NOTE: This was originally published on my other blog on 26-05-15. I am transferring everything I can, with intent to shut down my other blog.
This handy series of diagrams shows very clearly the best ways to behave to get a job (takes you off site) and what interviewers are looking for. Graphs with flatlines show probability of getting hired after doing particular things e.g. arriving late, turning up naked.
This second article is aimed at journalists (also takes you off site) but there’s loads of really good advice that often gets overlooked by job applicants in all industries.
Here’s my personal way to get a job (and I’m really good at getting jobs, just not keeping them), obviously just use the ones that apply to your situation because these are only from my experience as both an interviewee and interviewer:
1. Make sure your CV is up to date.
2. Take the time to write a good covering letter. I write a fresh one for each new job application. If words don’t come naturally to you, maybe make a template but make sure it’s not impersonal when you send it out.
3. Answer the phone when they call you. Don’t ask them to call you back – they will move on to the next candidate. I lost 2 job leads through this, because they had called at times I’d said I wasn’t available in my covering letter (their loss).
4. Pray a lot. I know this isn’t really a technique or anything but I find it helps especially with calming my anxiety, when I pray, then relinquish all control over the situation to God. My aim is to take responsibility for my actions but not control of the outcome because that leads to frustration and stress when I try to control something that I can’t control. We can’t control other people.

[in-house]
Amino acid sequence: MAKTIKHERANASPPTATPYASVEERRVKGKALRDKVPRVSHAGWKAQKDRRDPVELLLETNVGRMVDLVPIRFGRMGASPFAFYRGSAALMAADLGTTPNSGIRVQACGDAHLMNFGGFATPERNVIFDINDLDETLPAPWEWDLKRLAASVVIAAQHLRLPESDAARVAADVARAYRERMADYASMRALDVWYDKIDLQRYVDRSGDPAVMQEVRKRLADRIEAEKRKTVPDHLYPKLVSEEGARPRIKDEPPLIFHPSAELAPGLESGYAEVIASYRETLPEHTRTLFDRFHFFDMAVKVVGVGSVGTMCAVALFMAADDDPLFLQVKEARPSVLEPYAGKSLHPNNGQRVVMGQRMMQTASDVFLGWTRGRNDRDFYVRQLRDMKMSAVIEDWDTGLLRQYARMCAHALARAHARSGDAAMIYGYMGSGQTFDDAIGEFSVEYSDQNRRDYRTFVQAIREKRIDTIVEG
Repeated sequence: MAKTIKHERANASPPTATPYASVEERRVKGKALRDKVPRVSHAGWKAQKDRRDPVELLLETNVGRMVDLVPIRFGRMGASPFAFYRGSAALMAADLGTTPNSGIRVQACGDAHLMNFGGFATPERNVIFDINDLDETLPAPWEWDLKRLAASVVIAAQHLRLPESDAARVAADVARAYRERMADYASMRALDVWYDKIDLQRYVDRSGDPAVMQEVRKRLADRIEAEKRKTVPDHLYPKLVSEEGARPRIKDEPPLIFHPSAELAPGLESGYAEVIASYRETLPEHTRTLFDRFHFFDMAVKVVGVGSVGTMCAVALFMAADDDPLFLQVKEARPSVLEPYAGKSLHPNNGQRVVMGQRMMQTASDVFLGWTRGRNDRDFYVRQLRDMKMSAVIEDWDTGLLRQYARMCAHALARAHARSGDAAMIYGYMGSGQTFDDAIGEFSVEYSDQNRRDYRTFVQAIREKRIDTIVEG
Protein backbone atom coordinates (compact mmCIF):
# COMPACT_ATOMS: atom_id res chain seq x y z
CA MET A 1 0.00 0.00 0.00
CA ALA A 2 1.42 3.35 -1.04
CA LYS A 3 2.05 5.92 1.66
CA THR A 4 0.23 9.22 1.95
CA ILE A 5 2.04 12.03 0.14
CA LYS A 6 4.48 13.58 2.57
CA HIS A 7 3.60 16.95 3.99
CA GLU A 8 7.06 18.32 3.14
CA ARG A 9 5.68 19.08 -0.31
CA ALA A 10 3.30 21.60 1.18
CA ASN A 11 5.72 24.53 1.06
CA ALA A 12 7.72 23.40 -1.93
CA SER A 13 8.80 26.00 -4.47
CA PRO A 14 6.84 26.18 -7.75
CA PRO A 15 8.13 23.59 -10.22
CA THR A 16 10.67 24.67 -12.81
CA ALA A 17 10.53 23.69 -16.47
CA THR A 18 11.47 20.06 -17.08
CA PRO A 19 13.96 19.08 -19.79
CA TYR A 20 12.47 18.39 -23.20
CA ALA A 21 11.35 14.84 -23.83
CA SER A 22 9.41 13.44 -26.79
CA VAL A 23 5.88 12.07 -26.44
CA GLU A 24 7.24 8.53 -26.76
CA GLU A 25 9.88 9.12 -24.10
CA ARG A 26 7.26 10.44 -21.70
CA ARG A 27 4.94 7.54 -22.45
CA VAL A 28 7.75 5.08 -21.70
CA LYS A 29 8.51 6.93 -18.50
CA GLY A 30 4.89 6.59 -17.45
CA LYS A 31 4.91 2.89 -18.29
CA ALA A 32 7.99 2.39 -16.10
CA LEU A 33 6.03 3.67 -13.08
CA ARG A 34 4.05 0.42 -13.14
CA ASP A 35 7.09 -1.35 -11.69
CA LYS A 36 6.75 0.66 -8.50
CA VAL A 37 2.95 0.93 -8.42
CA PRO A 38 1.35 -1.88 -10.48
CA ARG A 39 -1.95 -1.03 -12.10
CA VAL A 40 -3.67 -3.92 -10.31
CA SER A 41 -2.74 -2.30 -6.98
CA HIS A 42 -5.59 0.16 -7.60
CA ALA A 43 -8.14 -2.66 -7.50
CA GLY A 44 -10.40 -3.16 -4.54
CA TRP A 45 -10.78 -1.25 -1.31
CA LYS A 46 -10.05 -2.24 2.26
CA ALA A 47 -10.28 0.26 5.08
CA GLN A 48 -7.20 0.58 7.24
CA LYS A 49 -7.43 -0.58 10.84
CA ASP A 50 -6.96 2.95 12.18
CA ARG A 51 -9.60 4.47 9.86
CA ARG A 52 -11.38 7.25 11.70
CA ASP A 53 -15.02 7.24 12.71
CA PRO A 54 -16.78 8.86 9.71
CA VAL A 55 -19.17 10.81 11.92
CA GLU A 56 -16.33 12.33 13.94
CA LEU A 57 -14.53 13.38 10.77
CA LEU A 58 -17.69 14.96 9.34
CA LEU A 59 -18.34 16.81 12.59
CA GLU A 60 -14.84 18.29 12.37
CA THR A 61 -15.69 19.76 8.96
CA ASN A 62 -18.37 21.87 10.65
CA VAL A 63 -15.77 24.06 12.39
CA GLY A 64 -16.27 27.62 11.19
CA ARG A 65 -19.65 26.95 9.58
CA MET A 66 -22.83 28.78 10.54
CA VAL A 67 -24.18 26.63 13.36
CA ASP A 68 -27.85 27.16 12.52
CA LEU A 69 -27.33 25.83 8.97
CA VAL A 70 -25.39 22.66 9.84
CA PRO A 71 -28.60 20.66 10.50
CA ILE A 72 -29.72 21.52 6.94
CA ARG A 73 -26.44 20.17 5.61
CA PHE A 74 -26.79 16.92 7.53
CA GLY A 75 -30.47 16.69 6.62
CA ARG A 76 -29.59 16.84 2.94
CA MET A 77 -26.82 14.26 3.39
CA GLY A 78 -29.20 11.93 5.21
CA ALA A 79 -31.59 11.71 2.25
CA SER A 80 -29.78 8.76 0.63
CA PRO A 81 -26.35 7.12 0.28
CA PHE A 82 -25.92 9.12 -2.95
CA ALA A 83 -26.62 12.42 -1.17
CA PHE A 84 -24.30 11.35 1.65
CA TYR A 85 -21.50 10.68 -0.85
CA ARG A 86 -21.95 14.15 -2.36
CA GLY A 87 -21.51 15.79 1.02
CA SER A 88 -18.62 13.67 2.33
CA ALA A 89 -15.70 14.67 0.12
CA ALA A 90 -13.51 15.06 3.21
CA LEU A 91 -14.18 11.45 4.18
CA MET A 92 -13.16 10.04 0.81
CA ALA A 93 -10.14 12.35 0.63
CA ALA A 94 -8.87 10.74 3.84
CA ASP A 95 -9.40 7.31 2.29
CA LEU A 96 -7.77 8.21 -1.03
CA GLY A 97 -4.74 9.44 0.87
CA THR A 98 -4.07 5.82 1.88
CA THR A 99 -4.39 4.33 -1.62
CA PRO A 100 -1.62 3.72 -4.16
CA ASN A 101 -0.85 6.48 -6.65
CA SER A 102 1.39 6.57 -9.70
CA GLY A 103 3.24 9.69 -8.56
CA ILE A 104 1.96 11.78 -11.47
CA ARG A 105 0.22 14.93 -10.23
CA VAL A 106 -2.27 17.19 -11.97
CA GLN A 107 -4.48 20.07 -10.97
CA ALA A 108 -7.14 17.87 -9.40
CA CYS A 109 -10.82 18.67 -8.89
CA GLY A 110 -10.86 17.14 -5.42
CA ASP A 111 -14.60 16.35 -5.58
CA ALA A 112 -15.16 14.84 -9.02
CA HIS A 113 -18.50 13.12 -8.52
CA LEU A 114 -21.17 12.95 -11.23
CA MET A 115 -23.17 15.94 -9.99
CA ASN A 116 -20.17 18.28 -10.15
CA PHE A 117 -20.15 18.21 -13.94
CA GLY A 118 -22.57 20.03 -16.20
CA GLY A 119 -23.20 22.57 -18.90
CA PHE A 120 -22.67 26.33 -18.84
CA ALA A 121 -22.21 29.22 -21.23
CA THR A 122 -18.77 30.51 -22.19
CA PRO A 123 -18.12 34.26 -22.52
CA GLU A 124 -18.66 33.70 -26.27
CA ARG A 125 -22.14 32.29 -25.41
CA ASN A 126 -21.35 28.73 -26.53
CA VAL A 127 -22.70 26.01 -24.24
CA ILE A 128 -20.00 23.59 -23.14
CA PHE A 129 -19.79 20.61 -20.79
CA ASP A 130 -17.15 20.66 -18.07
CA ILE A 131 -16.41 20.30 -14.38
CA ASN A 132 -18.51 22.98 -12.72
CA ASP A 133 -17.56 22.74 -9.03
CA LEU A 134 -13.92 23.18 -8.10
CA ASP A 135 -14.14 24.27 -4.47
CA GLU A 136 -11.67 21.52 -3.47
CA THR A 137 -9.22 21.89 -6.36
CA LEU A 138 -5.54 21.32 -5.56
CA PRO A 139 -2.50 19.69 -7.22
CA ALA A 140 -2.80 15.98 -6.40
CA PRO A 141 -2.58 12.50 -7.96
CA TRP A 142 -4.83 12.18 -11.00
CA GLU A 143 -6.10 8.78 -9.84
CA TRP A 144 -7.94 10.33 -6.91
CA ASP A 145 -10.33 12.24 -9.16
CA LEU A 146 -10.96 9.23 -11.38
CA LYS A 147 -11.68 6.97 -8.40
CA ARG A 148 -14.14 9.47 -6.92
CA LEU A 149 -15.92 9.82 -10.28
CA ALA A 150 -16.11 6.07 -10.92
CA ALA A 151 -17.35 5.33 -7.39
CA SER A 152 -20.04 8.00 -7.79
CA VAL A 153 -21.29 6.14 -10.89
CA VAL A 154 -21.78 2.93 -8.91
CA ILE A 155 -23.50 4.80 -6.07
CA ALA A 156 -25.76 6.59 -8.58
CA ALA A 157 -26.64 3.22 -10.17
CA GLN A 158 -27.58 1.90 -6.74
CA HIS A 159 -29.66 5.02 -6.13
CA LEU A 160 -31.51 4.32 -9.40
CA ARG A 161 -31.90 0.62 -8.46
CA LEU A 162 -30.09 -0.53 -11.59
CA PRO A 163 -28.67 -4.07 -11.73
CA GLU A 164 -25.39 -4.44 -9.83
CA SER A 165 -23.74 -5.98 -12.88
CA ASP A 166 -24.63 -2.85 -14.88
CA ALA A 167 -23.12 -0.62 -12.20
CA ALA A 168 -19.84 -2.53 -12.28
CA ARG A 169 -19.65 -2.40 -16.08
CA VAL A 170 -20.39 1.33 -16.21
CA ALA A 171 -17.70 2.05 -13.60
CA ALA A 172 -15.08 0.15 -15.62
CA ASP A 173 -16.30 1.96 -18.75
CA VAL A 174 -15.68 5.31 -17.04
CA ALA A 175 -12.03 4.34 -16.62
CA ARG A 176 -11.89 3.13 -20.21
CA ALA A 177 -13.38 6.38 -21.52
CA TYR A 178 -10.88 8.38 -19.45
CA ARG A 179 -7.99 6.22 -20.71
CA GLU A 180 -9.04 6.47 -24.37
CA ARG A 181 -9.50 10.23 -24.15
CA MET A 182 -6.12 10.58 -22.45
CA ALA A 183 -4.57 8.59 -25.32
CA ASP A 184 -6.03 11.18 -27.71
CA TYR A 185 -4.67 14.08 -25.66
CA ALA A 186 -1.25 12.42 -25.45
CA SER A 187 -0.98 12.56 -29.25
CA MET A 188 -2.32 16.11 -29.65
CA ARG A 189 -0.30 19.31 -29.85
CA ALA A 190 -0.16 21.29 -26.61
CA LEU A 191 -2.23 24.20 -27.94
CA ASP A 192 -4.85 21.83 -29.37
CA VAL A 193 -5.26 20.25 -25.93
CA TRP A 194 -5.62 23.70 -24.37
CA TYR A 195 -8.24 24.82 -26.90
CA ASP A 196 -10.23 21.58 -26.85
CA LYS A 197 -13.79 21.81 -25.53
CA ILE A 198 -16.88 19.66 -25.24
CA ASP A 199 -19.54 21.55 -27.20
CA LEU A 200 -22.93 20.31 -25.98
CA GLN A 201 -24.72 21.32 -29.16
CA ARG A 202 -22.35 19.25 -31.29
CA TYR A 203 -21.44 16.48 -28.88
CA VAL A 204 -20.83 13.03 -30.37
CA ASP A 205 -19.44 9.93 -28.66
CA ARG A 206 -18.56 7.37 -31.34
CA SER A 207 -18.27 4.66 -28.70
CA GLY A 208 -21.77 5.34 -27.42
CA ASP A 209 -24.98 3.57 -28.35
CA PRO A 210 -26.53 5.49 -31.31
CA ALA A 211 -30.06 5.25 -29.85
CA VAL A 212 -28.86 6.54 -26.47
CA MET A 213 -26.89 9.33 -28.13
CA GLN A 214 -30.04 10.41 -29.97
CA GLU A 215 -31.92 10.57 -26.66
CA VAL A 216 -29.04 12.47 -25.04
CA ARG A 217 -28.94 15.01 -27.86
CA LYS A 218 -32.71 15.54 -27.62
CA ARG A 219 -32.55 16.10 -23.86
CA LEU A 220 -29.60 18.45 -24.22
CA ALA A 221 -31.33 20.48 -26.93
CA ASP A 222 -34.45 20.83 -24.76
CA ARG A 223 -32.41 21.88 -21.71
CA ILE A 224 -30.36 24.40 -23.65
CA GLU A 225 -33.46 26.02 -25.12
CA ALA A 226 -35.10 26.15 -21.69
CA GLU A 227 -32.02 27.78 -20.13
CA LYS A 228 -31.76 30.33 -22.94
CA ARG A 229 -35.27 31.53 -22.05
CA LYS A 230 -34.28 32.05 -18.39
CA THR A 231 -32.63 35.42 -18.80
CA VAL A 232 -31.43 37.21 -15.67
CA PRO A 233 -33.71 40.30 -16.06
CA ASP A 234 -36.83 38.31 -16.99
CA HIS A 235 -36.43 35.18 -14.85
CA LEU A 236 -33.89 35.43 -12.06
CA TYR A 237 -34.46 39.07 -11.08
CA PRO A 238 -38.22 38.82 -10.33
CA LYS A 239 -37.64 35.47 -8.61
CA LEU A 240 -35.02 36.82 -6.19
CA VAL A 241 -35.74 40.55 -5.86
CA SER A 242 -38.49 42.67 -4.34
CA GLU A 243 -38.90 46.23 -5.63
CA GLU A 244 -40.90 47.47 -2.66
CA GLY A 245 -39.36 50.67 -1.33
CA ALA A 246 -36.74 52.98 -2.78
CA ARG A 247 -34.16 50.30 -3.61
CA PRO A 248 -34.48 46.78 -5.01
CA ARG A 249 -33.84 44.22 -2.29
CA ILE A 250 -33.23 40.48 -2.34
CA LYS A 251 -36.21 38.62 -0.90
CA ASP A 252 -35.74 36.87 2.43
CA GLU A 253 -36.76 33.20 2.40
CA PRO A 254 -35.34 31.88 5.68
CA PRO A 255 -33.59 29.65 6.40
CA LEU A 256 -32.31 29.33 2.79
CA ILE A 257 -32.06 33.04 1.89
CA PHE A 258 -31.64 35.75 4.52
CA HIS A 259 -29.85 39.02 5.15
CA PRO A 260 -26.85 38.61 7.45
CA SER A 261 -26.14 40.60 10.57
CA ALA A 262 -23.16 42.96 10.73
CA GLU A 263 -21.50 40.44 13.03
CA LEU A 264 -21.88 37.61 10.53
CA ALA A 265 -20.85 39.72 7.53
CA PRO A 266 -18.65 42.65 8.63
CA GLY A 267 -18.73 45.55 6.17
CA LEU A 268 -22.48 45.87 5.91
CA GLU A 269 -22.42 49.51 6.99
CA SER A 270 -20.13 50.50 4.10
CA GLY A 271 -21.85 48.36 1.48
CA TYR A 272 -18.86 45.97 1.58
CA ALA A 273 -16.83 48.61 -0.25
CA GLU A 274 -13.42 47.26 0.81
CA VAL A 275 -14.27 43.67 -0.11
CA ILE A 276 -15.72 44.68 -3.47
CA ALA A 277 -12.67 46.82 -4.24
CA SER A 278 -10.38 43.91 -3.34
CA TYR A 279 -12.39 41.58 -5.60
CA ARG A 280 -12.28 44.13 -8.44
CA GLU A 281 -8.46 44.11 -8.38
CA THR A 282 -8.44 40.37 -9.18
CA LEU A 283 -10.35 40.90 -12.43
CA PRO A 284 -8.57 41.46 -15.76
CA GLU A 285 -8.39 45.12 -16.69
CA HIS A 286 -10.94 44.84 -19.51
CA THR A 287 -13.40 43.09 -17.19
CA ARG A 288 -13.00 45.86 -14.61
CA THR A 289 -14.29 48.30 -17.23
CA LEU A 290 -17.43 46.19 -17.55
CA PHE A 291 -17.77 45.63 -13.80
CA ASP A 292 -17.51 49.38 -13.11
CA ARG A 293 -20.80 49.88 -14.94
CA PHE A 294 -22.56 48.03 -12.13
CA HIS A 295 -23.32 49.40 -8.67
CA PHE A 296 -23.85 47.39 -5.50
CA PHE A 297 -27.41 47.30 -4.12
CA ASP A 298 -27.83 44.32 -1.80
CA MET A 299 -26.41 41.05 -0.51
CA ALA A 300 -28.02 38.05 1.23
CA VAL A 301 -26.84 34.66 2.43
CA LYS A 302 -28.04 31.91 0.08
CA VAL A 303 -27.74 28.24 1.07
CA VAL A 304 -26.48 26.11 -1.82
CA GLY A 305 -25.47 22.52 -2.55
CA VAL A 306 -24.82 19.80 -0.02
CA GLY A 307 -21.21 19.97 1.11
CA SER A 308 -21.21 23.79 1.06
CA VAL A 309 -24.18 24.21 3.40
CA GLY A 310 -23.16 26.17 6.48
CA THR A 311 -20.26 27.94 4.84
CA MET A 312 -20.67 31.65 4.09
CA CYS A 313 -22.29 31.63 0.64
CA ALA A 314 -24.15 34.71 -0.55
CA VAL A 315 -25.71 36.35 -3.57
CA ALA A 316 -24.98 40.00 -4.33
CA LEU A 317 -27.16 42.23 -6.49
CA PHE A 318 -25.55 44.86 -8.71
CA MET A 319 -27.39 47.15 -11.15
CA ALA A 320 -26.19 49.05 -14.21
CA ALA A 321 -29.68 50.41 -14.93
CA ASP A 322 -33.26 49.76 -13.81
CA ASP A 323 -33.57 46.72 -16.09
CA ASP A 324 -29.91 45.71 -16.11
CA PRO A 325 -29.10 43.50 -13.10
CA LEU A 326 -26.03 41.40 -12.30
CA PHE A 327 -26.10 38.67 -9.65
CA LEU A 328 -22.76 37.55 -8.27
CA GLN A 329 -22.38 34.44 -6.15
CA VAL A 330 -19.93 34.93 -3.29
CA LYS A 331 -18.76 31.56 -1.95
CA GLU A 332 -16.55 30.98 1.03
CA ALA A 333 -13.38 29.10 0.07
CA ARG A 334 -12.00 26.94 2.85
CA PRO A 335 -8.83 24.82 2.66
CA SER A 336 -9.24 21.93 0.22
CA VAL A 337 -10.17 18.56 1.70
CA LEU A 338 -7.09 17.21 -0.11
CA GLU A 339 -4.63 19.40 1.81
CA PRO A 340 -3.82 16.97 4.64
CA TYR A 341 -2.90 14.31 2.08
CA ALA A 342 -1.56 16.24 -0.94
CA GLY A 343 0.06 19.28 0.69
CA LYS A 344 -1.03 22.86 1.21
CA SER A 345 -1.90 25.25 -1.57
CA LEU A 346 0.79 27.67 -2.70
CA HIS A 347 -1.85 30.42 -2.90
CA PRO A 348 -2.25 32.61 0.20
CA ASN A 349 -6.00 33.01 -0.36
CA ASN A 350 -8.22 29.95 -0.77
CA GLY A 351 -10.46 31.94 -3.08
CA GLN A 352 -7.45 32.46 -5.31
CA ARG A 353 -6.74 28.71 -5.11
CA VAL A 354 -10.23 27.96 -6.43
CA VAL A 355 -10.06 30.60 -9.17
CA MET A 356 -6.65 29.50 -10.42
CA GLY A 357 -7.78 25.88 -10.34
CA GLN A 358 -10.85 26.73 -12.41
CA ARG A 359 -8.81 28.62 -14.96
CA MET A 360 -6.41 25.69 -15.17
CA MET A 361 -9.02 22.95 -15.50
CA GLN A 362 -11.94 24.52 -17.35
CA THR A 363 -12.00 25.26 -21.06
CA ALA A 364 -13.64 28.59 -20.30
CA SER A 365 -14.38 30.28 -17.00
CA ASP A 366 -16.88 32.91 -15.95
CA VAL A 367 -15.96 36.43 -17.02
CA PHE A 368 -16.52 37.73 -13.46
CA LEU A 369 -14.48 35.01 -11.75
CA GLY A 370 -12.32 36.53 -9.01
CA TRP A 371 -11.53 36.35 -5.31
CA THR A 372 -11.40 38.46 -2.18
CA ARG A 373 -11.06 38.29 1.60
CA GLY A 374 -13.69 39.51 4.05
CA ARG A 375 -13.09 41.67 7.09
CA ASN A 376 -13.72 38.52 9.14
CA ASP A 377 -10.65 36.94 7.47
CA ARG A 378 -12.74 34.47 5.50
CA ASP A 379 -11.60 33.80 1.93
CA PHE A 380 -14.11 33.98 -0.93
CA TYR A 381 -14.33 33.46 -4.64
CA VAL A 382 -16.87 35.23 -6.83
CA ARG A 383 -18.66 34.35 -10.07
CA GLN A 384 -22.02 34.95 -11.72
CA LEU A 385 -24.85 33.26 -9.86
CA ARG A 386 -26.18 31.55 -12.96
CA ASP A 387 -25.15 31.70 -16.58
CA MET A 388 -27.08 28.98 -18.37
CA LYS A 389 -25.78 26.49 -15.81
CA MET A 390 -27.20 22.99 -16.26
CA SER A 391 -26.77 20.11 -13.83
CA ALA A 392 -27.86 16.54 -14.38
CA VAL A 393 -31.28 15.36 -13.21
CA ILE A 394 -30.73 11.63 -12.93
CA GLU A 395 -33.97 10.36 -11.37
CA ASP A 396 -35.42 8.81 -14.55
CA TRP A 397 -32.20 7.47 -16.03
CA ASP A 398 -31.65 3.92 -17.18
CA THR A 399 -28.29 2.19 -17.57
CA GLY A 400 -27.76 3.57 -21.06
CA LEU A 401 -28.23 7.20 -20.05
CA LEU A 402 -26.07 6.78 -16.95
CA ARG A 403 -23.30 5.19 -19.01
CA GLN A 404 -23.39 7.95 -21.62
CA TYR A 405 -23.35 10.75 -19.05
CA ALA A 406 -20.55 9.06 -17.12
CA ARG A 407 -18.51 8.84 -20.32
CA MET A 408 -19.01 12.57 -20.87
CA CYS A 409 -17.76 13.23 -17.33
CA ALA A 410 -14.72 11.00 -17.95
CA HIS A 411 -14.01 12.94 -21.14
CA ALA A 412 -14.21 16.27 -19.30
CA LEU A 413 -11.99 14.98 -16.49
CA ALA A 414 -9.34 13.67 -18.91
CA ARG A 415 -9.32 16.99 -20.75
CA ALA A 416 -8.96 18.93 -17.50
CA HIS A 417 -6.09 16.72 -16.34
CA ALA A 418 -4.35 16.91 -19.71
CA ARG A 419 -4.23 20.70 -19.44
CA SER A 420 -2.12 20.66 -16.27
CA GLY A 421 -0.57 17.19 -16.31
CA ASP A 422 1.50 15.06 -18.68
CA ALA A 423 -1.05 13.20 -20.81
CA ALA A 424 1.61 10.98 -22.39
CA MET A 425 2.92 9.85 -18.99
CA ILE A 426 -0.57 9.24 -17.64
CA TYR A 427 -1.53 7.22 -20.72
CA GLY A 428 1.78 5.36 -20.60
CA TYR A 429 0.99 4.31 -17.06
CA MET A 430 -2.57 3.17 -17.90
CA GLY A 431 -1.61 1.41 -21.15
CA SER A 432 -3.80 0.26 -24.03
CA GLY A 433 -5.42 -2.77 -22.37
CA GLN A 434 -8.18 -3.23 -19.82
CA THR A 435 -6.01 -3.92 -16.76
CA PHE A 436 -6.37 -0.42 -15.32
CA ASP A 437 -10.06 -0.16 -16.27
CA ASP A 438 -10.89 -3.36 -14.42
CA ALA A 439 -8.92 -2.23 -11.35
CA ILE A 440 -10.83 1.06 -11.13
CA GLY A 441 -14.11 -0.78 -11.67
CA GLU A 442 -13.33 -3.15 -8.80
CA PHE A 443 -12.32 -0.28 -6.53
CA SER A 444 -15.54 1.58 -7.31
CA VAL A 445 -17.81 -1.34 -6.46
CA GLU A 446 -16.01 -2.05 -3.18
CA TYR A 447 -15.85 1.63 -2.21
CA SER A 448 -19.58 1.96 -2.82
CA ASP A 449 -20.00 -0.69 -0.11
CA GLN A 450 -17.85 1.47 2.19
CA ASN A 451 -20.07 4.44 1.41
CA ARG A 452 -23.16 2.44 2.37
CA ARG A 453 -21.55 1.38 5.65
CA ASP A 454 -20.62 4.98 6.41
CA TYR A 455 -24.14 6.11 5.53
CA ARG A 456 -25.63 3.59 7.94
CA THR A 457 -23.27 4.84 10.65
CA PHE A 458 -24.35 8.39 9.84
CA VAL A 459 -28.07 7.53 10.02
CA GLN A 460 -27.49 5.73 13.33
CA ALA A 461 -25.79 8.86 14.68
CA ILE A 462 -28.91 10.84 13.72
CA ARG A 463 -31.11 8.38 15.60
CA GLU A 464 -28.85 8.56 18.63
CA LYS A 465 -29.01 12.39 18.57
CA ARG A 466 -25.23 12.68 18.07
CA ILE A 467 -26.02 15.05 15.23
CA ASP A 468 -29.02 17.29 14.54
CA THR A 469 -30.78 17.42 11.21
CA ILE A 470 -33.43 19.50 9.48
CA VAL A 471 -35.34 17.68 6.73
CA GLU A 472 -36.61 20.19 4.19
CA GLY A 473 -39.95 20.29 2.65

5. For a non-professional level job (such as office assistant, shop assistant, pharmacy assistant, call centre work), Turn up to the interview in: Black trousers, black shoes and socks, and some sort of smart top such as a shirt or blouse. If it’s cold, a jumper or jacket, if it’s warm, just the shirt. If you’ve been told otherwise, for example by the recruitment agency that sent you for interview, then do what they say, they will know that specific company better, and this advice is general.
6. For the professional level job (such as teacher, doctor, accountant, engineer, secretarial), turn up in a suit that matches and doesn’t have any holes, bobbles, stains or loose threads. You want to look well kempt and … well … professional. Secretarial (as in, personal secretary, legal or medical secretary) work requires this same standard because you will be expected to hit the same standards at interview as the people who you secretary for. The same generally goes for accounts assistant. Please don’t wear any old crap to a professional interview, you’ve ruined your chances of getting a job before you’ve even signed in at reception. I once went to two interviews alongside another teacher, we were both going for the same schools. She got sent away from both. She was wearing what looked like painting overalls. She got really angry at the second one and was blaming the school and saying that it was age discrimination. Reality check: Being over 50 and experienced in your job doesn’t exempt you from dressing up at interview.